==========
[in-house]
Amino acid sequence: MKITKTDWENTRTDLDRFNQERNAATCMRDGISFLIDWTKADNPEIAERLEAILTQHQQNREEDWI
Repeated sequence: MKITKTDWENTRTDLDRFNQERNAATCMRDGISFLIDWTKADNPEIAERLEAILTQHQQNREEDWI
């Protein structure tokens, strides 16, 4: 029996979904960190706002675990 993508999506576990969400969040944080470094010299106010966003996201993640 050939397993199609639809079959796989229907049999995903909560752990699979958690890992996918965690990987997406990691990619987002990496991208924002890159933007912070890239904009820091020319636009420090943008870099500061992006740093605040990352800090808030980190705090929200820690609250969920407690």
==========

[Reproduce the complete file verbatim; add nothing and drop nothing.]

[in-house]
Amino acid sequence: MKITKTDWENTRTDLDRFNQERNAATCMRDGISFLIDWTKADNPEIAERLEAILTQHQQNREEDWI
Repeated sequence: MKITKTDWENTRTDLDRFNQERNAATCMRDGISFLIDWTKADNPEIAERLEAILTQHQQNREEDWI
């Protein structure tokens, strides 16, 4: 029996979904960190706002675990 993508999506576990969400969040944080470094010299106010966003996201993640 050939397993199609639809079959796989229907049999995903909560752990699979958690890992996918965690990987997406990691990619987002990496991208924002890159933007912070890239904009820091020319636009420090943008870099500061992006740093605040990352800090808030980190705090929200820690609250969920407690």